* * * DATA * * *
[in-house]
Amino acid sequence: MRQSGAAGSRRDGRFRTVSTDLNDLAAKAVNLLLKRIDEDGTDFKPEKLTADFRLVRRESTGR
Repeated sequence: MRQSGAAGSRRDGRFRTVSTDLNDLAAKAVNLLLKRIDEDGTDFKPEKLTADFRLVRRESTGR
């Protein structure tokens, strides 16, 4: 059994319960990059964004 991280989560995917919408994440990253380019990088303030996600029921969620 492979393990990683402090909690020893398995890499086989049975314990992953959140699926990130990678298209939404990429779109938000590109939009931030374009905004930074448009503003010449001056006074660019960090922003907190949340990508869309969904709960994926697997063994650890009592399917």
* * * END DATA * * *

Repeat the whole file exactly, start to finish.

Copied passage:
[in-house]
Amino acid sequence: MRQSGAAGSRRDGRFRTVSTDLNDLAAKAVNLLLKRIDEDGTDFKPEKLTADFRLVRRESTGR
Repeated sequence: MRQSGAAGSRRDGRFRTVSTDLNDLAAKAVNLLLKRIDEDGTDFKPEKLTADFRLVRRESTGR
């Protein structure tokens, strides 16, 4: 059994319960990059964004 991280989560995917919408994440990253380019990088303030996600029921969620 492979393990990683402090909690020893398995890499086989049975314990992953959140699926990130990678298209939404990429779109938000590109939009931030374009905004930074448009503003010449001056006074660019960090922003907190949340990508869309969904709960994926697997063994650890009592399917």